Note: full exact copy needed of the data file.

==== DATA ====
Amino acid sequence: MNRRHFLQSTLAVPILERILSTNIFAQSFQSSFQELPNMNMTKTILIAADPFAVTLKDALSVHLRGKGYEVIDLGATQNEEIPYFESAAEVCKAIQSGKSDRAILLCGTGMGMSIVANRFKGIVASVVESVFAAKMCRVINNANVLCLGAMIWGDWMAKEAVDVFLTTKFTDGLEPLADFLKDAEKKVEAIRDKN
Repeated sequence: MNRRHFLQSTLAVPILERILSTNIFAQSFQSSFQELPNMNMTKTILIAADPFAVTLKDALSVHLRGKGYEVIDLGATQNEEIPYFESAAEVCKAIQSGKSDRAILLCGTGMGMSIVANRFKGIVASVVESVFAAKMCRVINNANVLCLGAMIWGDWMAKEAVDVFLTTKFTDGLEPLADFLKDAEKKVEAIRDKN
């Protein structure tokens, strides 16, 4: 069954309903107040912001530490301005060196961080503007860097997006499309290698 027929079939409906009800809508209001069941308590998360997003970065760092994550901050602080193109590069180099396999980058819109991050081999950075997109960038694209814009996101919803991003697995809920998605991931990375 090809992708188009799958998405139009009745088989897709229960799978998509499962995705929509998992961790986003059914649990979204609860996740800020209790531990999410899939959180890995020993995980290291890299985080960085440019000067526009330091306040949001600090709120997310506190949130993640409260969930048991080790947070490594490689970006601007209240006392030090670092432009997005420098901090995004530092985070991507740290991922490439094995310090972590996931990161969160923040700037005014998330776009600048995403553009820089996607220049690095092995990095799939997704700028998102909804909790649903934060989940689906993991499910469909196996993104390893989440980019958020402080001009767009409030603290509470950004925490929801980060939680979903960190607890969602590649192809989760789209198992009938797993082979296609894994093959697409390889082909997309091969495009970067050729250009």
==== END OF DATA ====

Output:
Amino acid sequence: MNRRHFLQSTLAVPILERILSTNIFAQSFQSSFQELPNMNMTKTILIAADPFAVTLKDALSVHLRGKGYEVIDLGATQNEEIPYFESAAEVCKAIQSGKSDRAILLCGTGMGMSIVANRFKGIVASVVESVFAAKMCRVINNANVLCLGAMIWGDWMAKEAVDVFLTTKFTDGLEPLADFLKDAEKKVEAIRDKN
Repeated sequence: MNRRHFLQSTLAVPILERILSTNIFAQSFQSSFQELPNMNMTKTILIAADPFAVTLKDALSVHLRGKGYEVIDLGATQNEEIPYFESAAEVCKAIQSGKSDRAILLCGTGMGMSIVANRFKGIVASVVESVFAAKMCRVINNANVLCLGAMIWGDWMAKEAVDVFLTTKFTDGLEPLADFLKDAEKKVEAIRDKN
């Protein structure tokens, strides 16, 4: 069954309903107040912001530490301005060196961080503007860097997006499309290698 027929079939409906009800809508209001069941308590998360997003970065760092994550901050602080193109590069180099396999980058819109991050081999950075997109960038694209814009996101919803991003697995809920998605991931990375 090809992708188009799958998405139009009745088989897709229960799978998509499962995705929509998992961790986003059914649990979204609860996740800020209790531990999410899939959180890995020993995980290291890299985080960085440019000067526009330091306040949001600090709120997310506190949130993640409260969930048991080790947070490594490689970006601007209240006392030090670092432009997005420098901090995004530092985070991507740290991922490439094995310090972590996931990161969160923040700037005014998330776009600048995403553009820089996607220049690095092995990095799939997704700028998102909804909790649903934060989940689906993991499910469909196996993104390893989440980019958020402080001009767009409030603290509470950004925490929801980060939680979903960190607890969602590649192809989760789209198992009938797993082979296609894994093959697409390889082909997309091969495009970067050729250009």